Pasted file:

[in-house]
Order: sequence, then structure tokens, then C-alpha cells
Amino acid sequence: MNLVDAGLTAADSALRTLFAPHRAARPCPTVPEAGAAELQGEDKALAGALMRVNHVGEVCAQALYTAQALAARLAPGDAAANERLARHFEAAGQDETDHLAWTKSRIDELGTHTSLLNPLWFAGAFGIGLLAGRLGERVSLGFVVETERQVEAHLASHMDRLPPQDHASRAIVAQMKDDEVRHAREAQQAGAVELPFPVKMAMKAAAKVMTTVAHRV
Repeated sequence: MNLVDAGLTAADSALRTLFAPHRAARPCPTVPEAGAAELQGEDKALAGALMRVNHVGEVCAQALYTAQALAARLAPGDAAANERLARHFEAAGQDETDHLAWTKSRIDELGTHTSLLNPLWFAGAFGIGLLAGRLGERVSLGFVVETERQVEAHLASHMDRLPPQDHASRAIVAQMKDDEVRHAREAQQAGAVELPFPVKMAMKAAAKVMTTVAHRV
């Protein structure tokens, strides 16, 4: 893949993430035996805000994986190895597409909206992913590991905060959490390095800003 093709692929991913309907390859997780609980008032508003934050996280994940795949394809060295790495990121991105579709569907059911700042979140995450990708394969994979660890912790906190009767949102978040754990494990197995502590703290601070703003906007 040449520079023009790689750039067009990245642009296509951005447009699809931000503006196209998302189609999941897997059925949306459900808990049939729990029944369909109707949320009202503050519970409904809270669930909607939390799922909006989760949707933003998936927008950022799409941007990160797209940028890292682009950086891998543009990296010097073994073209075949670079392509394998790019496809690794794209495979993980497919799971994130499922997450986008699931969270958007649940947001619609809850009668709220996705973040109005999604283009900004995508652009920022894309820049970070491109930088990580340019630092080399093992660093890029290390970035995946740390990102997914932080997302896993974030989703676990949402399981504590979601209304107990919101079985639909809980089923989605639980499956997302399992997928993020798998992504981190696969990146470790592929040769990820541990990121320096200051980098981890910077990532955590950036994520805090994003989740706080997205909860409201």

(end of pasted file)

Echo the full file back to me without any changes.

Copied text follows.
[in-house]
Order: sequence, then structure tokens, then C-alpha cells
Amino acid sequence: MNLVDAGLTAADSALRTLFAPHRAARPCPTVPEAGAAELQGEDKALAGALMRVNHVGEVCAQALYTAQALAARLAPGDAAANERLARHFEAAGQDETDHLAWTKSRIDELGTHTSLLNPLWFAGAFGIGLLAGRLGERVSLGFVVETERQVEAHLASHMDRLPPQDHASRAIVAQMKDDEVRHAREAQQAGAVELPFPVKMAMKAAAKVMTTVAHRV
Repeated sequence: MNLVDAGLTAADSALRTLFAPHRAARPCPTVPEAGAAELQGEDKALAGALMRVNHVGEVCAQALYTAQALAARLAPGDAAANERLARHFEAAGQDETDHLAWTKSRIDELGTHTSLLNPLWFAGAFGIGLLAGRLGERVSLGFVVETERQVEAHLASHMDRLPPQDHASRAIVAQMKDDEVRHAREAQQAGAVELPFPVKMAMKAAAKVMTTVAHRV
């Protein structure tokens, strides 16, 4: 893949993430035996805000994986190895597409909206992913590991905060959490390095800003 093709692929991913309907390859997780609980008032508003934050996280994940795949394809060295790495990121991105579709569907059911700042979140995450990708394969994979660890912790906190009767949102978040754990494990197995502590703290601070703003906007 040449520079023009790689750039067009990245642009296509951005447009699809931000503006196209998302189609999941897997059925949306459900808990049939729990029944369909109707949320009202503050519970409904809270669930909607939390799922909006989760949707933003998936927008950022799409941007990160797209940028890292682009950086891998543009990296010097073994073209075949670079392509394998790019496809690794794209495979993980497919799971994130499922997450986008699931969270958007649940947001619609809850009668709220996705973040109005999604283009900004995508652009920022894309820049970070491109930088990580340019630092080399093992660093890029290390970035995946740390990102997914932080997302896993974030989703676990949402399981504590979601209304107990919101079985639909809980089923989605639980499956997302399992997928993020798998992504981190696969990146470790592929040769990820541990990121320096200051980098981890910077990532955590950036994520805090994003989740706080997205909860409201």